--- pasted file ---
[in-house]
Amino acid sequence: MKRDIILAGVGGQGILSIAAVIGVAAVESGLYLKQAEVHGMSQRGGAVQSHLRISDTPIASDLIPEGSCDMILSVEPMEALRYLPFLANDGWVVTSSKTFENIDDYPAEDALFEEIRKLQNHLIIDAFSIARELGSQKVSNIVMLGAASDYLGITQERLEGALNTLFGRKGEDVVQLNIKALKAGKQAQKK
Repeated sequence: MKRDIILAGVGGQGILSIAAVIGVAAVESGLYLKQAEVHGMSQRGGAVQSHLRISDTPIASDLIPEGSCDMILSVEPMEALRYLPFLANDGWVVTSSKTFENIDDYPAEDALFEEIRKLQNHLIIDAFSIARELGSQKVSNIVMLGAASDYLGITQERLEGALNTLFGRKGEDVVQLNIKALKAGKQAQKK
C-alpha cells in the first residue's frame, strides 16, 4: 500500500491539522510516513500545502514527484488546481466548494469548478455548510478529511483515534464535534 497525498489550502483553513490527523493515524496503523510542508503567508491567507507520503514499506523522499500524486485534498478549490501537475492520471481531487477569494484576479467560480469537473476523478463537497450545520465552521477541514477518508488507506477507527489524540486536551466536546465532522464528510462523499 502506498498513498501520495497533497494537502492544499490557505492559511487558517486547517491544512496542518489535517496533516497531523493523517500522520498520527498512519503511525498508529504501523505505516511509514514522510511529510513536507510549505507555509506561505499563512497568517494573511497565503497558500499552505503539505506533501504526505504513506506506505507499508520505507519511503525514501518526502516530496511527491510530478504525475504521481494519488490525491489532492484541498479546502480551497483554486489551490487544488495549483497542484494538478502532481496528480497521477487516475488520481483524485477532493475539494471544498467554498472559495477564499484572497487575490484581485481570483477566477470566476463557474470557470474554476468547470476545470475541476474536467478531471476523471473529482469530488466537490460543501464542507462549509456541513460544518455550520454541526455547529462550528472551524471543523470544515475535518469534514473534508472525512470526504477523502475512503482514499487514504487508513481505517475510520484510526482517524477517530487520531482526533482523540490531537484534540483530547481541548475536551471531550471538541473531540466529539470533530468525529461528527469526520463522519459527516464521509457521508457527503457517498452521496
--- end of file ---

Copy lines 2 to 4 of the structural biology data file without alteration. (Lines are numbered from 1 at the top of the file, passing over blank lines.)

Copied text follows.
Amino acid sequence: MKRDIILAGVGGQGILSIAAVIGVAAVESGLYLKQAEVHGMSQRGGAVQSHLRISDTPIASDLIPEGSCDMILSVEPMEALRYLPFLANDGWVVTSSKTFENIDDYPAEDALFEEIRKLQNHLIIDAFSIARELGSQKVSNIVMLGAASDYLGITQERLEGALNTLFGRKGEDVVQLNIKALKAGKQAQKK
Repeated sequence: MKRDIILAGVGGQGILSIAAVIGVAAVESGLYLKQAEVHGMSQRGGAVQSHLRISDTPIASDLIPEGSCDMILSVEPMEALRYLPFLANDGWVVTSSKTFENIDDYPAEDALFEEIRKLQNHLIIDAFSIARELGSQKVSNIVMLGAASDYLGITQERLEGALNTLFGRKGEDVVQLNIKALKAGKQAQKK
C-alpha cells in the first residue's frame, strides 16, 4: 500500500491539522510516513500545502514527484488546481466548494469548478455548510478529511483515534464535534 497525498489550502483553513490527523493515524496503523510542508503567508491567507507520503514499506523522499500524486485534498478549490501537475492520471481531487477569494484576479467560480469537473476523478463537497450545520465552521477541514477518508488507506477507527489524540486536551466536546465532522464528510462523499 502506498498513498501520495497533497494537502492544499490557505492559511487558517486547517491544512496542518489535517496533516497531523493523517500522520498520527498512519503511525498508529504501523505505516511509514514522510511529510513536507510549505507555509506561505499563512497568517494573511497565503497558500499552505503539505506533501504526505504513506506506505507499508520505507519511503525514501518526502516530496511527491510530478504525475504521481494519488490525491489532492484541498479546502480551497483554486489551490487544488495549483497542484494538478502532481496528480497521477487516475488520481483524485477532493475539494471544498467554498472559495477564499484572497487575490484581485481570483477566477470566476463557474470557470474554476468547470476545470475541476474536467478531471476523471473529482469530488466537490460543501464542507462549509456541513460544518455550520454541526455547529462550528472551524471543523470544515475535518469534514473534508472525512470526504477523502475512503482514499487514504487508513481505517475510520484510526482517524477517530487520531482526533482523540490531537484534540483530547481541548475536551471531550471538541473531540466529539470533530468525529461528527469526520463522519459527516464521509457521508457527503457517498452521496